Edifices for Worship of Fortress Type in Belarus, Poland and Lithuania
Délégation Permanente de la République de Bélarus auprès de l'UNESCO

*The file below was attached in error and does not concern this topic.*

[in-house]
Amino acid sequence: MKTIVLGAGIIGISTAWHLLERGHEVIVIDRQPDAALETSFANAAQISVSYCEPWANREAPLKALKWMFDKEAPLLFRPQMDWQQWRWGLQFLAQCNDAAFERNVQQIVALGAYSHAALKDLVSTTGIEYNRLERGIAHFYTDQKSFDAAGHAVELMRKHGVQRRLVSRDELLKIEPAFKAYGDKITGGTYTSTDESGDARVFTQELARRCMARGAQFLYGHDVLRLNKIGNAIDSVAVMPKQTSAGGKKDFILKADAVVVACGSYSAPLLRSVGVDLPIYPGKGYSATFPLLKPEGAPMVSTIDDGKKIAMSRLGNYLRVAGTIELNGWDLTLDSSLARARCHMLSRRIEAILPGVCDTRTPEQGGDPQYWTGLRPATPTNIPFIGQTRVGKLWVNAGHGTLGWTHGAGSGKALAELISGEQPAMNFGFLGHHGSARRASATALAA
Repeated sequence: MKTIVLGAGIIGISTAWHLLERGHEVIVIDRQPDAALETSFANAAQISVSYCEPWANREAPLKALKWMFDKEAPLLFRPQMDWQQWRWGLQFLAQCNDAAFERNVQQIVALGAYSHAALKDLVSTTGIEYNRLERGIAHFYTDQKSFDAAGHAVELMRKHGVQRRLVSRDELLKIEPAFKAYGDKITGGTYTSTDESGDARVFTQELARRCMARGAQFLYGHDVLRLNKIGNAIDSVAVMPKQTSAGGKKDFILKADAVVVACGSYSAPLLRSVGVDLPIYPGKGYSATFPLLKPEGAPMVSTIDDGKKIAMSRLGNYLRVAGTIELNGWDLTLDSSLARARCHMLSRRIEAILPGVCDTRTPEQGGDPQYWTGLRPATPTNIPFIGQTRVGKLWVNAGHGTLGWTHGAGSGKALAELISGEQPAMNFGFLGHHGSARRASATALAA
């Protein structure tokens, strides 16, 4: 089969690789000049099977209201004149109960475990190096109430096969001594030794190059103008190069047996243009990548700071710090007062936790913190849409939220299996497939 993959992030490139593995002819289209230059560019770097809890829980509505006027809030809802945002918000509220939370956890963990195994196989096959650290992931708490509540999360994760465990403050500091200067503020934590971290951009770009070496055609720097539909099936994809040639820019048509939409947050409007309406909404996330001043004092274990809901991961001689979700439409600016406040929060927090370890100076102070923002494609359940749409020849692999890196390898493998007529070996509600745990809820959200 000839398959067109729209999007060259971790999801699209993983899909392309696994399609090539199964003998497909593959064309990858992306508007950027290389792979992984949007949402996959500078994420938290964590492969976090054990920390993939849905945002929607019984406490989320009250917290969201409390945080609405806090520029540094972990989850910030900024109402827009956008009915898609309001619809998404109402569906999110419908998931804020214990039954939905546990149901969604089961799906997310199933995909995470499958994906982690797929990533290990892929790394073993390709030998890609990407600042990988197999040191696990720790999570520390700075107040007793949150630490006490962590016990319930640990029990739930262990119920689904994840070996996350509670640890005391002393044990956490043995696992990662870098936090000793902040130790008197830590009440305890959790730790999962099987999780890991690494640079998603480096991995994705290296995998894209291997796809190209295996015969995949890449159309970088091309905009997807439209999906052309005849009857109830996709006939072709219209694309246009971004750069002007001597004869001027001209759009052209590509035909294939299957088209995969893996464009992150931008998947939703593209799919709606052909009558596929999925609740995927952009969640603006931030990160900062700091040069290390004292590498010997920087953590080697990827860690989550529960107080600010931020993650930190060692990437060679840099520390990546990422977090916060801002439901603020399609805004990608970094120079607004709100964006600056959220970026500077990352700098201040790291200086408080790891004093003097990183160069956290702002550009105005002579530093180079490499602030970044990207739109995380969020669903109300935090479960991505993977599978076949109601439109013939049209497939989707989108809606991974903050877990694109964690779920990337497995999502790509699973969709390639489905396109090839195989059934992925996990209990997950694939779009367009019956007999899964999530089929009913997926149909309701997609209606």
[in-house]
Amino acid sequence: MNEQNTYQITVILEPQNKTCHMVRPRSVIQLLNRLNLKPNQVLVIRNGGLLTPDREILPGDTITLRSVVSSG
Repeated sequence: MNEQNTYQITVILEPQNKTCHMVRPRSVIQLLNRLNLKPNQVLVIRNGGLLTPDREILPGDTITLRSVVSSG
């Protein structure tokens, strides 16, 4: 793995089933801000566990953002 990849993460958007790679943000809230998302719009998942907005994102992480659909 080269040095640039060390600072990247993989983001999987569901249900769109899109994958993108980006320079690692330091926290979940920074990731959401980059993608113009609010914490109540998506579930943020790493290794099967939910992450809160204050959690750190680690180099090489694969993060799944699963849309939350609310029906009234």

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The Church-fortress in Muravanka was constructed in the first half of the 16th century, between 1516 and 1542. The temple is a four-column building with one apse covering the full width of the temple sized 15x13,5 meters, with the stages sized approximately two meters each. The facades of the Church are decorated with various ornamental elements. These are mainly numerous flat niches of various contours, scattered about the surface of the walls, on the pediment and the towers. The peculiar elements of the architecture of the building include semi-circular niches with a small crown and a circular window in the centre of the western wall. This element is typical for the monuments of Gothic and Romanesque architecture.The Church has one entrance situated in its western part. Four columns support the vaults and divide the interior into three naves nearly equal in height, with the middle one sized approximately 12 meters height. During the war of 1654-1667, the Church was plundered. In 1706, by the order of King Karl XII the Church was bombarded. In 1817, 1871-1872 the building of the Church was reconstructed, in the result of which a vestibule was attached to the western facade, the western towers were built on, the roof was lowered, cornices were laid,the widows were broadened, and the trap doors were replaced with common doors. During World War 1, the Germans used the Church as a warehouse for provisions. From 1990, the Church is an active place of worship.The Synkavichy Church is a monument of defence architecture. It is situated on the northern outskirts of the village of Synkavichy, Zelva District, Hrodna Province. The church was made of brick in the middle of the 16th century with Gothic-style features. The temple is a three-nave four-pillar basilica. The three-apse church has an irregular rectangular layout flanked in the comers by four defence towers, which are cut in the main facade and rounded in the rear one. The cornice is encompassed by a of round embrasures and arch machicolations. A high double-pitch roof is covered by strong sharp¬angled boards on the sides. The boards are embellished with tiers of plastered arcature. The bays were whitewashed, which created an effective color range against the background of red brickwork. The babynets was built on later. There is a rubble-brick two-level tetrahedral belfry closed by a hipped roof in front of the church. The hall of the temple is covered by groin vaults with ornamental Gothic nervure. The central and northern apses are covered by groin vaults while the southern one is covered by a ribbed vault. Plastered walls are divided by edges that are joined to pillars by arches. Inside the towers spiral staircases connect the hall with the attic where the defence level of the church was situated.In 1880-1881, the roof was replaced, a vestibule and a cupola over the apse where added, and a cupola over the central part of the church was dismantled (by engineer Trubnikov).A prominent feature of the lay-out of the building is its slight irregularity, some curvature of the axis of the apses toward the naves. The church was probably constructed by local workmen who used simple, not very precise sizing tools for the lay-out.Today the church is an active place of worship.The Catholic Church of St. John the Baptist in the village of Kamai was constructed of brick in 1603-1606. It is situated in the centre of the village. The church's design combines the forms of defence architecture, Gothic style and Renaissance.Originally the church had an axial symmetrical composition. Judging by the remnants of the vaults it was a three-nave, four-column church. During a fire in the middle 17th century the vaults collapsed and were not reconstructed. The columns were dismantled, the central bulk was covered with a wooden vault. The cross-vaulting and a ribbed vault remained only in the apse. Stone choirs were rebuilt in 1739. A large chapel with a crypt in the basement was added to the southern lateral wall of the church in 1778.The church in the village of Kamai is twin-tower, two-hall temple with a large apse, a two-storeyed sacristy and choirs above the vestibule. The main hall and the chapel are rectangular in plan, the apse is semi-circular. The roofs of the main bulk and of the chapel are double-pitched, above the apse the double-pitch roof turns into a conical one. The walls of the church are 2-3 m thick, with semi-circular window openings in large two¬sided niches. The central entrance was constructed in a similar niche, but with a pointed aperture. The main facade wall with a triangular finishing was complemented in the upper part with semi-circular flat niches with embrasures at the level of the attic. It was flanked with cylindrical towers with round and semi-circular embrasures. The remaining walls of the church were smooth, finished with thin cornices. The facades of the chapel were complemented with the pilasters. The interior of the church features an original spatial lay¬out: the level of the chapel's floor is higher than that of the main hall and they are linked to each other with stone staircases between massive pylons with wavelike profile planes. There is a separate entrance to the chapel from the street. It is covered with an arch¬supported cylindrical vault. All the vaults of the church are decorated with grisaille wall¬paintings made particulary during the restoration from 1726 to 1736 in the altar part and in the mid-19th century in the chapel. The focal point of the altar part is a bounded branch that almost entirely covers it, twining round the cartouches (sculptural decorations in a form of a shield) and medallions with monograms and symbols. Ornamental ribbons alternate with medallions on the supporting arches. The plafond of the main hall of the temple is painted in a form of a stucco frame, surrounded with a garland of fruits and branches and tied with bows. There are 4 wooden carved altars in the church. The most interesting one is the central double-level altar of the second half of the 18th century with the altar the Mother of God and the Child icon (17th century). An 18th century organ was decorated in 1739. At present, the church is an active place of worship.